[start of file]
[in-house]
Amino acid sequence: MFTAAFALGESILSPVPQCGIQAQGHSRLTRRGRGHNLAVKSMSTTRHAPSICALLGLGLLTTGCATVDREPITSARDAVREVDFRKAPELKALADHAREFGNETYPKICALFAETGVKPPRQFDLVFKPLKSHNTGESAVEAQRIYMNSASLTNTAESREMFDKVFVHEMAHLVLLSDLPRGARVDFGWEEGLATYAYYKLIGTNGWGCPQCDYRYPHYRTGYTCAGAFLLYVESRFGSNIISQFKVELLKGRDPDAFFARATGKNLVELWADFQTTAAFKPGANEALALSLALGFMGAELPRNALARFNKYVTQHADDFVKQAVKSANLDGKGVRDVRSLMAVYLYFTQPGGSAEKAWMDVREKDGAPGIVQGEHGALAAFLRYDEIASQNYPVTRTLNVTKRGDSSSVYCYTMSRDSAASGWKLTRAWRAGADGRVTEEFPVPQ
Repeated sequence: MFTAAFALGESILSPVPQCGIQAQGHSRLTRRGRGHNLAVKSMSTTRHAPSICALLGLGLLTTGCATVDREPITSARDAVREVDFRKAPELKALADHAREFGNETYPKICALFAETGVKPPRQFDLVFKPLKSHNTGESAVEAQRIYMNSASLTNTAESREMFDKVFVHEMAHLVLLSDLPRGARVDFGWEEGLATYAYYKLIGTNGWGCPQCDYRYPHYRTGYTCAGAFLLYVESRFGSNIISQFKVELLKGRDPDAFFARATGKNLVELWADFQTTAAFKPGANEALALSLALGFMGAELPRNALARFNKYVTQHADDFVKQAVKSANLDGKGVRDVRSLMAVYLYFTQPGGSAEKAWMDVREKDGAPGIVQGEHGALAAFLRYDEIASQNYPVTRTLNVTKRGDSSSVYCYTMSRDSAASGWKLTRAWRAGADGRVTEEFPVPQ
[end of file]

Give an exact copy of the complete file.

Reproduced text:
[in-house]
Amino acid sequence: MFTAAFALGESILSPVPQCGIQAQGHSRLTRRGRGHNLAVKSMSTTRHAPSICALLGLGLLTTGCATVDREPITSARDAVREVDFRKAPELKALADHAREFGNETYPKICALFAETGVKPPRQFDLVFKPLKSHNTGESAVEAQRIYMNSASLTNTAESREMFDKVFVHEMAHLVLLSDLPRGARVDFGWEEGLATYAYYKLIGTNGWGCPQCDYRYPHYRTGYTCAGAFLLYVESRFGSNIISQFKVELLKGRDPDAFFARATGKNLVELWADFQTTAAFKPGANEALALSLALGFMGAELPRNALARFNKYVTQHADDFVKQAVKSANLDGKGVRDVRSLMAVYLYFTQPGGSAEKAWMDVREKDGAPGIVQGEHGALAAFLRYDEIASQNYPVTRTLNVTKRGDSSSVYCYTMSRDSAASGWKLTRAWRAGADGRVTEEFPVPQ
Repeated sequence: MFTAAFALGESILSPVPQCGIQAQGHSRLTRRGRGHNLAVKSMSTTRHAPSICALLGLGLLTTGCATVDREPITSARDAVREVDFRKAPELKALADHAREFGNETYPKICALFAETGVKPPRQFDLVFKPLKSHNTGESAVEAQRIYMNSASLTNTAESREMFDKVFVHEMAHLVLLSDLPRGARVDFGWEEGLATYAYYKLIGTNGWGCPQCDYRYPHYRTGYTCAGAFLLYVESRFGSNIISQFKVELLKGRDPDAFFARATGKNLVELWADFQTTAAFKPGANEALALSLALGFMGAELPRNALARFNKYVTQHADDFVKQAVKSANLDGKGVRDVRSLMAVYLYFTQPGGSAEKAWMDVREKDGAPGIVQGEHGALAAFLRYDEIASQNYPVTRTLNVTKRGDSSSVYCYTMSRDSAASGWKLTRAWRAGADGRVTEEFPVPQ